Is it Time for a T-Break? All About THC and Strain Tolerance

Alternaleaf Team
Written by
Alternaleaf Team
May 10, 2022
Last updated:
May 2, 2024

Have you ever found your cannabis medicine isn’t providing the same relief it once did? There could be an explanation for this.

During extended treatment with medical cannabis, patients may begin to feel a shift in the effectiveness of their medication. Suddenly the same dose or frequency doesn’t provide the same relief. This is when patients may want to consider a short T-break, also known as a tolerance break, to help reset the effects of their medicine.

What Is a T-Break?

A T-break, or tolerance break, is when a patient takes a break from using cannabis to reset their sensitivity to THC.

So how long does it take for THC tolerance to reset? Online recreational forums say that two weeks is the ideal T-break. This 2018 paper suggests a tolerance break of at least 48 hours for medical cannabis patients. Another 2016 study found that tolerance starts returning after two days.

For patients, launching into a THC tolerance break can be a bit more complicated. In many cases, it may not be possible to suddenly cease taking their prescription altogether, or abstain for weeks at a time.

Hence why it’s so important to speak with a doctor. For any medical cannabis patients who feel like it’s time for a T-break, or if they just have questions about the process, it’s likely time to schedule an appointment for a follow up consultation.

How Does THC Tolerance Develop?

When people rely on cannabis regularly, it’s possible to become desensitised to the effects of THC.

Tetrahydrocannabinol (THC) is one of the most abundant compounds in cannabis. It’s responsible for many of the more notable effects and is linked to a number of medical benefits.

THC works by interacting with cannabinoid type 1 (CB1) receptors, which affect the central nervous system and brain.

When someone uses THC for extended periods of time, the human body downregulates the CB1 receptors—in other words, it reduces the amount of CB1 receptors available. As a result, the same amount of THC doesn’t have the same effects as before.

Many patients have the initial instinct to take larger doses or increase the frequency of consumption. But this may actually have the opposite effect.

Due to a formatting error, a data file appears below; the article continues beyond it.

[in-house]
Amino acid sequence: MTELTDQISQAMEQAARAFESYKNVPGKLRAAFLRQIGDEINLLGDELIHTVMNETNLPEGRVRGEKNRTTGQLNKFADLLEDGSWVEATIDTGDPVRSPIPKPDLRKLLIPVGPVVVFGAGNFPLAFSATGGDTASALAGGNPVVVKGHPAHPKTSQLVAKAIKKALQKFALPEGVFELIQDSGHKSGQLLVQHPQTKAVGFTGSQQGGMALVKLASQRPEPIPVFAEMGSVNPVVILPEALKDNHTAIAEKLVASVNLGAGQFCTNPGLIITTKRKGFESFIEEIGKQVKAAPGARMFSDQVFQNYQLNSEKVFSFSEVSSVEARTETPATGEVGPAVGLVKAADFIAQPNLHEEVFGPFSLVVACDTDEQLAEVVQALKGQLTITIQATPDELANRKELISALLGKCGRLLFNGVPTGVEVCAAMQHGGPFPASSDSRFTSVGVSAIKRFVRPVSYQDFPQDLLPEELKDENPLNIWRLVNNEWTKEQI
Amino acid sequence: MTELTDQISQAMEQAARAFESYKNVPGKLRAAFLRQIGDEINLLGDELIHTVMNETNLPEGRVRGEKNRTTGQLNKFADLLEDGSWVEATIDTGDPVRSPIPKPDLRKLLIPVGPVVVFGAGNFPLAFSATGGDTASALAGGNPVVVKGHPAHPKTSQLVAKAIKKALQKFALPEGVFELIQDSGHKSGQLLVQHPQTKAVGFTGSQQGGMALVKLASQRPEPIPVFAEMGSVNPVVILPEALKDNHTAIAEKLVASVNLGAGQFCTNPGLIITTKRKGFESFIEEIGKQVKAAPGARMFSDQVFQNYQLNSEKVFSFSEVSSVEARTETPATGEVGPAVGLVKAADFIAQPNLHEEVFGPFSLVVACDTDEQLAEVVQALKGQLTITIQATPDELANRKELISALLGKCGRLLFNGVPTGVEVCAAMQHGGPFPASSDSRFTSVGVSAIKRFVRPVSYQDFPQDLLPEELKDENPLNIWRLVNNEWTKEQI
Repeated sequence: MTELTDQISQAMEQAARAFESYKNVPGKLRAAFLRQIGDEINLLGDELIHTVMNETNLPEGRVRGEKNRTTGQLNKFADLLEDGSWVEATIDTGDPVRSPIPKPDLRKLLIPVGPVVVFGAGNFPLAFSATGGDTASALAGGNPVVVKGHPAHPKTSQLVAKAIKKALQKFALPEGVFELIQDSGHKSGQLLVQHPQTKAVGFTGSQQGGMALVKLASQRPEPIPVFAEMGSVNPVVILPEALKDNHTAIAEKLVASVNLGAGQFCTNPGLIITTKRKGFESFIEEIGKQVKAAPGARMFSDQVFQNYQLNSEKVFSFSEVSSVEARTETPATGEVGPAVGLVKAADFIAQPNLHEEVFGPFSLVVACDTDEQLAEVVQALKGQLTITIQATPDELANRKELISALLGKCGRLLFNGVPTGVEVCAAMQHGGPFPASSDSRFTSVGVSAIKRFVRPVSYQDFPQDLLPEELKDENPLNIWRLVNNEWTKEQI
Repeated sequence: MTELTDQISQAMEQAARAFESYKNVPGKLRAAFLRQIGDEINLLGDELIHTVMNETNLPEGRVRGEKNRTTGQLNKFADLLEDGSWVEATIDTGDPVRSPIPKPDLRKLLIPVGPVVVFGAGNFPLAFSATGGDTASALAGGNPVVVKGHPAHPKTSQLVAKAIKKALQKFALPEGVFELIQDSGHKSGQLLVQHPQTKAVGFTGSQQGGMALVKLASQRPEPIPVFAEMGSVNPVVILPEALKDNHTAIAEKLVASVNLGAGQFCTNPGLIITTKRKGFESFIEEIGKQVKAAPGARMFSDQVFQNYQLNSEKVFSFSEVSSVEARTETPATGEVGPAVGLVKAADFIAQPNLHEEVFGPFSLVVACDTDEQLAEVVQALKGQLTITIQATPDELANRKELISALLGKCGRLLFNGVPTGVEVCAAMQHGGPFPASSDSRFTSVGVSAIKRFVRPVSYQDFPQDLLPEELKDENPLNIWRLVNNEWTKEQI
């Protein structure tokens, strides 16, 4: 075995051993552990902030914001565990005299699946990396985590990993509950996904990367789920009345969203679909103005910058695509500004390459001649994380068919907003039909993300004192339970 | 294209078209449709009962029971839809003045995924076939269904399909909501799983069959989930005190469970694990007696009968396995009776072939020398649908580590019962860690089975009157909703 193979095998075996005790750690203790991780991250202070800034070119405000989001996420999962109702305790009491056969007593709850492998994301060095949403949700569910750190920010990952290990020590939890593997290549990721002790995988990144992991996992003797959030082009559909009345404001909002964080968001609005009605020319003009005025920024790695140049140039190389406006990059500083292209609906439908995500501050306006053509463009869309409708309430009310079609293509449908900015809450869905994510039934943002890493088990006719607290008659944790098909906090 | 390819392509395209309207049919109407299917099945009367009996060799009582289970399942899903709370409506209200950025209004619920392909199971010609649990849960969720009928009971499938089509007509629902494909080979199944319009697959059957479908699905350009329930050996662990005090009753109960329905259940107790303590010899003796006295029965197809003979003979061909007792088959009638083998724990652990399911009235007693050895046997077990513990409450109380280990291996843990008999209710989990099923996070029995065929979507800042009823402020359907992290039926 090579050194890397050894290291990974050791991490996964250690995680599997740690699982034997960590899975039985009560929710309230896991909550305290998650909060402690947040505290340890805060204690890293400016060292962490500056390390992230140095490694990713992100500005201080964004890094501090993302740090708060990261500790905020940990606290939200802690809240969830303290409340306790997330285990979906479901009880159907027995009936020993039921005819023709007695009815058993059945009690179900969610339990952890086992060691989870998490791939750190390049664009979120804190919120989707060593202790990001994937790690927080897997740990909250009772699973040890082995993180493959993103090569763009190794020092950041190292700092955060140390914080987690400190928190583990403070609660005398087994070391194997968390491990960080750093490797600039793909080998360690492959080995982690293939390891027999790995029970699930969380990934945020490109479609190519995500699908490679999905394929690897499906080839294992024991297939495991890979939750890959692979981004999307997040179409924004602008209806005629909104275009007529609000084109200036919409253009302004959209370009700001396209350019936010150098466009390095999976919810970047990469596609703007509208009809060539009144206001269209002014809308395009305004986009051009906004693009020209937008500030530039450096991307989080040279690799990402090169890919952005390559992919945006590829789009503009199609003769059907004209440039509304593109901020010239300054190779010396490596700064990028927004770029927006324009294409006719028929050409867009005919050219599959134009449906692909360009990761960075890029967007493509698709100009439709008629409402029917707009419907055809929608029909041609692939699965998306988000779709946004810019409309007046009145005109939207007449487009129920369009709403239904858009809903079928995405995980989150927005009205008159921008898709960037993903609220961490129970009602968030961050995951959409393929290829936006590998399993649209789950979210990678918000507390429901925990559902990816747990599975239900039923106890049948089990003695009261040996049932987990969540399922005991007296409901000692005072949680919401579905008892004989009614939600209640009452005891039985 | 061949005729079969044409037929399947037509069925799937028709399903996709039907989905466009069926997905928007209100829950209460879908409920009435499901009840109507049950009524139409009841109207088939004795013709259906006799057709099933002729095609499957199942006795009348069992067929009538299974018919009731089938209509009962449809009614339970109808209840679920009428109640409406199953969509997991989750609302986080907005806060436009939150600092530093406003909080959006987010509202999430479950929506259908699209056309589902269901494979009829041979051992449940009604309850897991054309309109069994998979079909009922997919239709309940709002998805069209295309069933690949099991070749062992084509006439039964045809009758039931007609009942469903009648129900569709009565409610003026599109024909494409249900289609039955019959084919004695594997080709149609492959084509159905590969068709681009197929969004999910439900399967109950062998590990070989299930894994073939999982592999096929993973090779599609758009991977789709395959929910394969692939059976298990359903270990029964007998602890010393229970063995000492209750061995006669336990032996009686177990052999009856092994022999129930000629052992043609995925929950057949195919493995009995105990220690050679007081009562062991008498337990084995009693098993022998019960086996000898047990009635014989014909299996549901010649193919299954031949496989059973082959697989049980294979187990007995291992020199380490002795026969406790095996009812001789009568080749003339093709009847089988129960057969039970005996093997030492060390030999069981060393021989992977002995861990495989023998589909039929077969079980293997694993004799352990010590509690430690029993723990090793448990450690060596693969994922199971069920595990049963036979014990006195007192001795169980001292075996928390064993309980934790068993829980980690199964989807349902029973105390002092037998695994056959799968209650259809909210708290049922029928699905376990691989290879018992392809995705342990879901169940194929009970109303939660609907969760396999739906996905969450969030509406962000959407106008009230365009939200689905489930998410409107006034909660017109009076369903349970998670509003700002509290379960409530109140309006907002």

As this 2020 study points out, a THC tolerance is more likely to develop with higher frequency of use, and higher THC content in the product itself.

The good news? CB1 receptors can recover surprisingly fast once they are no longer exposed to THC.

Planning a T-Break and What to Expect  

While some people feel fine on a T-break, others experience mild discomfort.

A sudden THC abstinence may lead to symptoms of:

  • Moodiness or irritability
  • Vivid dreams
  • Low energy
  • Difficulty sleeping

These symptoms occur because the endocannabinoid system is adjusting to the lack of THC. But fear not! These uncomfortable symptoms are usually mild, and should pass within a few days.

One thing to consider when taking a tolerance break is that you could experience some of your initial symptoms. For example, for patients using medical cannabis to soothe pain, pain levels might be difficult to manage during the T-break.

In this case, patients should consider alternative ways to manage symptoms in the interim. For example, that might include using CBD products, massage techniques, or gentle stretching to take the edge off. Again, this is why it’s so important to work closely with an experienced doctor to determine the best course of action in every situation.

How To Avoid Developing THC Tolerance

Medical cannabis is a highly personalised medicine. Everybody reacts differently, even to the same product.

A doctor experienced in cannabis medicine can help patients find the right approach to avoid tolerance build-up. That means selecting the right THC:CBD ratio, the right dose, and the right product for each specific situation.

A few of the ways doctors may approach tolerance build-up is to focus on finding the most effective minimal dose. Another is to try high-CBD, low-THC products. Again, there are lots of options available to patients.

Finding Medical Cannabis Advice in Australia

As with all medicines, always follow the advice provided by a medical practitioner.  Doctors experienced in prescribing cannabis medicines are the best point of call for advice on T-breaks. They can offer personalised treatment plans that are specific to your conditions, tolerance, and preferences.

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